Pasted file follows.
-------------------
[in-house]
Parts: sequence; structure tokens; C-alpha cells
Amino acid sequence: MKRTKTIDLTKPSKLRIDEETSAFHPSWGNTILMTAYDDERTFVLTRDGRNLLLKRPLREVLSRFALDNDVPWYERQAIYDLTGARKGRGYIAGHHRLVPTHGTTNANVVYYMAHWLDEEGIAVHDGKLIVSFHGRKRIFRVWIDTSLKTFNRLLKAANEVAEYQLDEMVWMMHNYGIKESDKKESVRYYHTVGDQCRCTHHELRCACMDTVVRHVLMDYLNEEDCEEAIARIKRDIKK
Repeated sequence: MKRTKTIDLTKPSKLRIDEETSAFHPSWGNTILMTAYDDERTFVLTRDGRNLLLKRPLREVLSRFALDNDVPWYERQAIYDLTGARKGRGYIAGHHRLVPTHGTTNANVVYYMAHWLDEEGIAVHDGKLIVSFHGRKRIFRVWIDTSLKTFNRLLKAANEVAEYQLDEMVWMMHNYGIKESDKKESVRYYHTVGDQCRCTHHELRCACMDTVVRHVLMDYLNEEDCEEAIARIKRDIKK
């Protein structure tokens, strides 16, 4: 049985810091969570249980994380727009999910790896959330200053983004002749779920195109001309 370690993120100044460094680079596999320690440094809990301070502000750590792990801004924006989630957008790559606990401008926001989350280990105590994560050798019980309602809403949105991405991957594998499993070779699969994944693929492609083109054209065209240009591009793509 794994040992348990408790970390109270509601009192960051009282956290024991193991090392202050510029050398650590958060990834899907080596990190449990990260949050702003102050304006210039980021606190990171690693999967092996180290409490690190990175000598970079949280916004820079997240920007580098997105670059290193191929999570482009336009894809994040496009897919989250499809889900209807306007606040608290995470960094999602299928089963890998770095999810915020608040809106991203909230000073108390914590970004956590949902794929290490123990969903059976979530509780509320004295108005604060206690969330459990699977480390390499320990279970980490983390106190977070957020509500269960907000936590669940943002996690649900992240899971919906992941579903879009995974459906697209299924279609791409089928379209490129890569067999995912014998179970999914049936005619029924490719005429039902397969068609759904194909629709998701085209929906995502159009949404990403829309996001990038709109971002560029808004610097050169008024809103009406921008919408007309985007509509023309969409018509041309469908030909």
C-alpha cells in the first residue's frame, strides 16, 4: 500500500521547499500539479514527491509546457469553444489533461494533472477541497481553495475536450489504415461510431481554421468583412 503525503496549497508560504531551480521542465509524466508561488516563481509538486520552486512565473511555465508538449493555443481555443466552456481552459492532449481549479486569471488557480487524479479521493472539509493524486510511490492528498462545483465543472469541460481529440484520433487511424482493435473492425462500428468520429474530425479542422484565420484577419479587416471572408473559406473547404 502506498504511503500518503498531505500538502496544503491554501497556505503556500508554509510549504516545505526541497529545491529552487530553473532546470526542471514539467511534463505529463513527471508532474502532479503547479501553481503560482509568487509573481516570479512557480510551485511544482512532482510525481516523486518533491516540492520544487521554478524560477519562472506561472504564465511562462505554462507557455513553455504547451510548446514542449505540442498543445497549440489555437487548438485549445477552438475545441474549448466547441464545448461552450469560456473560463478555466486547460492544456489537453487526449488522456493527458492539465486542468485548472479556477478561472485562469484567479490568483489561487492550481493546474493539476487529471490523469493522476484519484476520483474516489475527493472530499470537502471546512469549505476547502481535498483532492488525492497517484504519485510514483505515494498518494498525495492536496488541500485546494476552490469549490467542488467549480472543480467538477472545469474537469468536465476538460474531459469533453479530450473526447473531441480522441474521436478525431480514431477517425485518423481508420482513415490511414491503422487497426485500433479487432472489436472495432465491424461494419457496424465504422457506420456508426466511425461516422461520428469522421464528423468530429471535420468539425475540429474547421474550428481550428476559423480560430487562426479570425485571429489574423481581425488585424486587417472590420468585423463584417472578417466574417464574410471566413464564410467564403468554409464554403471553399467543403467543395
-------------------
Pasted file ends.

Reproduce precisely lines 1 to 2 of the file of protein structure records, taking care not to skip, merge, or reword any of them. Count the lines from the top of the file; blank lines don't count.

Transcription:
[in-house]
Parts: sequence; structure tokens; C-alpha cells